Despite these apparent advantages, nuclear energy development has stagnated globally. While determined minority public opposition continues to be a challenge for nuclear expansion in some locales, and for individual projects, increasingly, concerns around cost and competitiveness weigh more heavily. These concerns are not unfounded. Recent large light-water reactor projects such as Olkiluoto in Finland and Vogtle in the U.S. state of Georgia, both of which were completed nearly a decade or more late and at least two times over budget, have understandably led critics to question whether the technology has a future. Indeed, the poor cost performance and high project delivery risk is one of the reasons current nuclear investment globally is so low compared to other low-carbon energy sources. And it is obvious that current global investment in new nuclear capacity is far lower than will be required to support a global rate of scale-up sufficient to meet future clean energy demands, let alone a tripling of capacity by 2050.

Flaws in the current delivery, business, and regulatory models for nuclear energy technology bear much of the blame. Remedying these flaws becomes urgent in the context of climate and economic development goals that demand rapid, simultaneous expansion of all low-carbon energy options, including nuclear, across multiple regions of the world. This seems like a daunting task, but it has been done before. From 1980 to 2000, global nuclear generating capacity—nearly all in the form of large conventional light-water reactors—grew rapidly, with as much as 30 gigawatts being added each year in the early 1980s, a rate of growth similar in magnitude to what might be needed today. However, recognizing that the nuclear industry of today, with its high cost and slow delivery time, is not sufficient to meet modern challenges, CATF has proposed six mutually reinforcing solutions to the current nuclear industry dysfunction.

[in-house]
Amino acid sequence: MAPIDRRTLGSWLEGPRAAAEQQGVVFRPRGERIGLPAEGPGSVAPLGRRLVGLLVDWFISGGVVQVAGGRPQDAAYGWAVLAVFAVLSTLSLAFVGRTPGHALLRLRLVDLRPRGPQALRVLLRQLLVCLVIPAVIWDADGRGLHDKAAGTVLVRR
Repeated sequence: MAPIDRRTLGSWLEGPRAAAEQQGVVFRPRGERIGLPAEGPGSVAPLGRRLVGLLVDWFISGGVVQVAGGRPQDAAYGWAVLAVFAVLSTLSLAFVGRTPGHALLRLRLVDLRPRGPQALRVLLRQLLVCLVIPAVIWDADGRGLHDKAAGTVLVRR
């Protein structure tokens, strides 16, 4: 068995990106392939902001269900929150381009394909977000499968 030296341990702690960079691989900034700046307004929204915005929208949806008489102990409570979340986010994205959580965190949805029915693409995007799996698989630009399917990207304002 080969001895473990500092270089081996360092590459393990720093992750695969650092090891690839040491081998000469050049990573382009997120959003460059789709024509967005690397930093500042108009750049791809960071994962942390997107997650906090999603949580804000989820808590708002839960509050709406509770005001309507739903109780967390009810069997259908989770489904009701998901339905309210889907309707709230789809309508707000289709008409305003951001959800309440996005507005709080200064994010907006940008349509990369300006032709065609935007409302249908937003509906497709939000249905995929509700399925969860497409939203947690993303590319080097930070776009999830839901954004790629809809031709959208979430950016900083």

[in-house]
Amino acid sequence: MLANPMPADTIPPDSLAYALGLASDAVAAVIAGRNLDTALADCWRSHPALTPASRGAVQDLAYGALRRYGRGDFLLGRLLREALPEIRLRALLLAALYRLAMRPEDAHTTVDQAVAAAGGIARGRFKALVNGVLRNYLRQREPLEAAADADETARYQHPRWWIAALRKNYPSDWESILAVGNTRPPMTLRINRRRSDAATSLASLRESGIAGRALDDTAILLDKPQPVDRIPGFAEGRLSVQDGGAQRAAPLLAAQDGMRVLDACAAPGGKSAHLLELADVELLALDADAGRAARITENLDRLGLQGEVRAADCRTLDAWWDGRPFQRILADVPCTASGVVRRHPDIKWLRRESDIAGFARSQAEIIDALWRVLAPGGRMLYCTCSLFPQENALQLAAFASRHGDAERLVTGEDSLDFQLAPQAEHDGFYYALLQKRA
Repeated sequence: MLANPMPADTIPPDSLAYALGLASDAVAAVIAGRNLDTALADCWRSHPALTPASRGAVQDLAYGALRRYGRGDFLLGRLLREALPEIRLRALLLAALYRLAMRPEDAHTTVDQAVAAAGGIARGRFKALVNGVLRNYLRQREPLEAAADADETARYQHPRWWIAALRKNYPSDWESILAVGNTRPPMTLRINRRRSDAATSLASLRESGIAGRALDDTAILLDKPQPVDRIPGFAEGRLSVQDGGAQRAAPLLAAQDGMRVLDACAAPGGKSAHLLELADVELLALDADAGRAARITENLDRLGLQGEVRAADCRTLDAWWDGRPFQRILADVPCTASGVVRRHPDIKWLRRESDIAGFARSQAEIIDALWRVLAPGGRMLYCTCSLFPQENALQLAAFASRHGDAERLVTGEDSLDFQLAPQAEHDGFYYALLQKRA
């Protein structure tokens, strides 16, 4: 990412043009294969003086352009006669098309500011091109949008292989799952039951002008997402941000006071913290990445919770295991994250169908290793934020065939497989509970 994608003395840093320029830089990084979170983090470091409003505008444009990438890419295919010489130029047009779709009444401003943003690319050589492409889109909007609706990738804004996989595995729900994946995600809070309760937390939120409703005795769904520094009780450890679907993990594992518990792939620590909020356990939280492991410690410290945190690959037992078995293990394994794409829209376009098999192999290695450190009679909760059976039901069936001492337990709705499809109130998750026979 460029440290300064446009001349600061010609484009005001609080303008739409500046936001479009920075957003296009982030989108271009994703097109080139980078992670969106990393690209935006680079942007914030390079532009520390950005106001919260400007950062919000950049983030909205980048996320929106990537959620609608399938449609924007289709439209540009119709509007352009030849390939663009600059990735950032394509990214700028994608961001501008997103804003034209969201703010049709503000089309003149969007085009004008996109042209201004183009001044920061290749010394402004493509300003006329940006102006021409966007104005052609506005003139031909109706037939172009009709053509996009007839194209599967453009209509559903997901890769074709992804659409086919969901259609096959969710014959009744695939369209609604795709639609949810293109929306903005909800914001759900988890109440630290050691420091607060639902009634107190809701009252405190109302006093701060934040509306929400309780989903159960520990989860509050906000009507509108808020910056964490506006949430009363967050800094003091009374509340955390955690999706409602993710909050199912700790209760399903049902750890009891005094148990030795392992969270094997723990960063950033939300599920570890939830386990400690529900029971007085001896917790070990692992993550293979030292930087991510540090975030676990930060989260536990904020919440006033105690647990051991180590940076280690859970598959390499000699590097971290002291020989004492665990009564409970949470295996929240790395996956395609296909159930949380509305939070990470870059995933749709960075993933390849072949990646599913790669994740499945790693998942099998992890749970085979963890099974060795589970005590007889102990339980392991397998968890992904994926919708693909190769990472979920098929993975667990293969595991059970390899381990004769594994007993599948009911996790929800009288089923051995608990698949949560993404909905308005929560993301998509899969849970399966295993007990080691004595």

The first is productization, a shift from slow, expensive mega-projects to standardized, manufactured products to achieve economies of scale and reduce costs. Second is prioritization of large order-books, aggregating demand for repeat builds of the same design to consolidate project risk and maximize learning-by-doing. Third is plant delivery integration. Independent Nuclear Development Organizations should be formed to streamline project development and deployment. Fourth is harmonized global licensing, which involves the creation of a Global Licensing Authority to provide globally accepted Design Acceptance Certificates. Fifth is technical support for new nuclear nations, requiring the creation of an International Technical Support Organization to assist first-time nuclear countries in overcoming licensing barriers. Finally, sixth is broader access to financing, achieved by establishing an International Bank for Nuclear Infrastructure to provide financing and support for nuclear programs.